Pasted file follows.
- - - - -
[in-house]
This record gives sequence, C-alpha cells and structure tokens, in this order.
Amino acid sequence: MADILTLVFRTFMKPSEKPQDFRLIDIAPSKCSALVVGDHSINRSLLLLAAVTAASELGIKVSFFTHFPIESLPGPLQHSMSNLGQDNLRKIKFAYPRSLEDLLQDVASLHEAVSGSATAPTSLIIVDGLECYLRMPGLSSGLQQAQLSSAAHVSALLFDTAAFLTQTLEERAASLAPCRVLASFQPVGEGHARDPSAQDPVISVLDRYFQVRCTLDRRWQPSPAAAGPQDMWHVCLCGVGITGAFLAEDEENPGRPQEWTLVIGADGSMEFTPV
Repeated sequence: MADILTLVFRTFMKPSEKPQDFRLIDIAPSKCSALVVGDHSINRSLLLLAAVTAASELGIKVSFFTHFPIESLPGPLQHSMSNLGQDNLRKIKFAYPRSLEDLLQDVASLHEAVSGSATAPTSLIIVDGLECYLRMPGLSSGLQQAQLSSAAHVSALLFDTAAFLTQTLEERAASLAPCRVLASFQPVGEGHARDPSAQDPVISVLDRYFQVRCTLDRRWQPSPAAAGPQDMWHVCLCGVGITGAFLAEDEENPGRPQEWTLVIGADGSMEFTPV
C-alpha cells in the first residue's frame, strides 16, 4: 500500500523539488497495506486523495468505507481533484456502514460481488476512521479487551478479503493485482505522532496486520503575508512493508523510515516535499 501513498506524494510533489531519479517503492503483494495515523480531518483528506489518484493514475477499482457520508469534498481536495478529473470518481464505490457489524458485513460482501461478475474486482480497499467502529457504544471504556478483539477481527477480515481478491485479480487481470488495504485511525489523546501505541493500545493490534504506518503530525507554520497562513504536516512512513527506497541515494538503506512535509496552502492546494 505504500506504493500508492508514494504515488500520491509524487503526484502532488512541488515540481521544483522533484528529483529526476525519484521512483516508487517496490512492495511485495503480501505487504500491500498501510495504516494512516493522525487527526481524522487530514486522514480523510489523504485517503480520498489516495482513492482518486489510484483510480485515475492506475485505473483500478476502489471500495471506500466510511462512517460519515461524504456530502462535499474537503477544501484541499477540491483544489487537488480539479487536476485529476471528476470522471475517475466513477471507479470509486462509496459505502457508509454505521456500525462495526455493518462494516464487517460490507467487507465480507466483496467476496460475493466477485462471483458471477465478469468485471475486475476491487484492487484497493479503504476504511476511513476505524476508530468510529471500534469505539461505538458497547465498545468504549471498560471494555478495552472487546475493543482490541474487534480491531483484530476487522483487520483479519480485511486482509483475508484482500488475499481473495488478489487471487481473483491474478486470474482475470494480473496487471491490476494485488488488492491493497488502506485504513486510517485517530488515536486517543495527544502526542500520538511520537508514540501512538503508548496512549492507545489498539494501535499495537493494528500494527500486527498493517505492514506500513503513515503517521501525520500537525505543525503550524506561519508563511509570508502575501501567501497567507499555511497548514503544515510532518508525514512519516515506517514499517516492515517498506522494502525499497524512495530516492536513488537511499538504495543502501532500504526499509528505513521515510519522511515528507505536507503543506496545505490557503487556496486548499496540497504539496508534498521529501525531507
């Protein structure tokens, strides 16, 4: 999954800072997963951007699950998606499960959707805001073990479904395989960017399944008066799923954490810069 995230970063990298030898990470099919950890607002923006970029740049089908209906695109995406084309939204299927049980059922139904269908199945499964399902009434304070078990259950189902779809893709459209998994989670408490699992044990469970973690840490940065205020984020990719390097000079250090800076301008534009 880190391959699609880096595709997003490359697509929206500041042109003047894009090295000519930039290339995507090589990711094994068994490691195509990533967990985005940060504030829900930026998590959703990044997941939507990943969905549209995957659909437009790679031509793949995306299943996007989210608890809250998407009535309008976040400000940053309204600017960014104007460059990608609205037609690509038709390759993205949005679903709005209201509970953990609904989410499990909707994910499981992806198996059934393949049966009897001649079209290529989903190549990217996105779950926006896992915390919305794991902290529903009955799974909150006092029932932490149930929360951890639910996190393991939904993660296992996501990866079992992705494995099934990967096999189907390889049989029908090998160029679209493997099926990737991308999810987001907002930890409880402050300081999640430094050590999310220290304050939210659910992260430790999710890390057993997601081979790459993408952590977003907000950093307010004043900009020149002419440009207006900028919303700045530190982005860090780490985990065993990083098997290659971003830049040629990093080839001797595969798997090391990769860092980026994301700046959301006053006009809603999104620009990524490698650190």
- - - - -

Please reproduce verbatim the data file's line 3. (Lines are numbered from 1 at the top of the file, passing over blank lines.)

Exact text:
Amino acid sequence: MADILTLVFRTFMKPSEKPQDFRLIDIAPSKCSALVVGDHSINRSLLLLAAVTAASELGIKVSFFTHFPIESLPGPLQHSMSNLGQDNLRKIKFAYPRSLEDLLQDVASLHEAVSGSATAPTSLIIVDGLECYLRMPGLSSGLQQAQLSSAAHVSALLFDTAAFLTQTLEERAASLAPCRVLASFQPVGEGHARDPSAQDPVISVLDRYFQVRCTLDRRWQPSPAAAGPQDMWHVCLCGVGITGAFLAEDEENPGRPQEWTLVIGADGSMEFTPV